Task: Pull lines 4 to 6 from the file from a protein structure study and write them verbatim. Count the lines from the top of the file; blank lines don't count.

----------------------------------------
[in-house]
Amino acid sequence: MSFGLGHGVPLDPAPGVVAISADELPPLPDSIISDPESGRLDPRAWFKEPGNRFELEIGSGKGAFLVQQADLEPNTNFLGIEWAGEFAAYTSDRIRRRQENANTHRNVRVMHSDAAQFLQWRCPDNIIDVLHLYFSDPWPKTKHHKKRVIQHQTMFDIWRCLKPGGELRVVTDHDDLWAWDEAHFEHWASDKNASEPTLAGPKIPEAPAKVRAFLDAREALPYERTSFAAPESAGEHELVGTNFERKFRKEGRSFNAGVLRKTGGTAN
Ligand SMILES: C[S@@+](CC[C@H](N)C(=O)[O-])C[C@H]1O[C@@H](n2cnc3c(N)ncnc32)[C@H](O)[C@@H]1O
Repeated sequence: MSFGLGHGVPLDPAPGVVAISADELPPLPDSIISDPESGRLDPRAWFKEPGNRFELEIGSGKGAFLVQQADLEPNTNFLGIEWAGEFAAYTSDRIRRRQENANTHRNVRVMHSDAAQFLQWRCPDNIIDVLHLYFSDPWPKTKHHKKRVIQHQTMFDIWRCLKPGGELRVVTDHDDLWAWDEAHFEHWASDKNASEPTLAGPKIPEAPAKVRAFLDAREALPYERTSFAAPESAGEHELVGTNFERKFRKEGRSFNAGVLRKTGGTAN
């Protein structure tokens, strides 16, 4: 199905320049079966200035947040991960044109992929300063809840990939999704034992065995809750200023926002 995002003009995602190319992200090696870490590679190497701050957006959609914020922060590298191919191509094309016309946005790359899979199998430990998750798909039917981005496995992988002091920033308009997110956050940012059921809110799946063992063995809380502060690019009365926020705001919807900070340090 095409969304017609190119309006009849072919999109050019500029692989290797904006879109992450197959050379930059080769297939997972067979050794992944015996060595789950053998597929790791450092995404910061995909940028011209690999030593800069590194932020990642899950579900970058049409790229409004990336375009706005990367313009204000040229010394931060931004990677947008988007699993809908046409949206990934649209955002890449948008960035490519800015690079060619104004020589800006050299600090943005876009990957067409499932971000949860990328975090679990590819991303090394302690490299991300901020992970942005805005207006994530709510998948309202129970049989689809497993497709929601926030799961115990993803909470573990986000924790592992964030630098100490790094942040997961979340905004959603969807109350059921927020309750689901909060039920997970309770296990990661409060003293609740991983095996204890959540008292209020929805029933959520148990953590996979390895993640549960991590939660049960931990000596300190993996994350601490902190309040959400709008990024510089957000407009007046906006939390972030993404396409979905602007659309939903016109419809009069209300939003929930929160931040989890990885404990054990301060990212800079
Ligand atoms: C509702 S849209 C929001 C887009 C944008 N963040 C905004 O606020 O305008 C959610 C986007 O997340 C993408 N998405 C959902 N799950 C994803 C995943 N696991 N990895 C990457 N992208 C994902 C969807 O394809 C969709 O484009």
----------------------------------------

Repeated sequence: MSFGLGHGVPLDPAPGVVAISADELPPLPDSIISDPESGRLDPRAWFKEPGNRFELEIGSGKGAFLVQQADLEPNTNFLGIEWAGEFAAYTSDRIRRRQENANTHRNVRVMHSDAAQFLQWRCPDNIIDVLHLYFSDPWPKTKHHKKRVIQHQTMFDIWRCLKPGGELRVVTDHDDLWAWDEAHFEHWASDKNASEPTLAGPKIPEAPAKVRAFLDAREALPYERTSFAAPESAGEHELVGTNFERKFRKEGRSFNAGVLRKTGGTAN
């Protein structure tokens, strides 16, 4: 199905320049079966200035947040991960044109992929300063809840990939999704034992065995809750200023926002 995002003009995602190319992200090696870490590679190497701050957006959609914020922060590298191919191509094309016309946005790359899979199998430990998750798909039917981005496995992988002091920033308009997110956050940012059921809110799946063992063995809380502060690019009365926020705001919807900070340090 095409969304017609190119309006009849072919999109050019500029692989290797904006879109992450197959050379930059080769297939997972067979050794992944015996060595789950053998597929790791450092995404910061995909940028011209690999030593800069590194932020990642899950579900970058049409790229409004990336375009706005990367313009204000040229010394931060931004990677947008988007699993809908046409949206990934649209955002890449948008960035490519800015690079060619104004020589800006050299600090943005876009990957067409499932971000949860990328975090679990590819991303090394302690490299991300901020992970942005805005207006994530709510998948309202129970049989689809497993497709929601926030799961115990993803909470573990986000924790592992964030630098100490790094942040997961979340905004959603969807109350059921927020309750689901909060039920997970309770296990990661409060003293609740991983095996204890959540008292209020929805029933959520148990953590996979390895993640549960991590939660049960931990000596300190993996994350601490902190309040959400709008990024510089957000407009007046906006939390972030993404396409979905602007659309939903016109419809009069209300939003929930929160931040989890990885404990054990301060990212800079
Ligand atoms: C509702 S849209 C929001 C887009 C944008 N963040 C905004 O606020 O305008 C959610 C986007 O997340 C993408 N998405 C959902 N799950 C994803 C995943 N696991 N990895 C990457 N992208 C994902 C969807 O394809 C969709 O484009």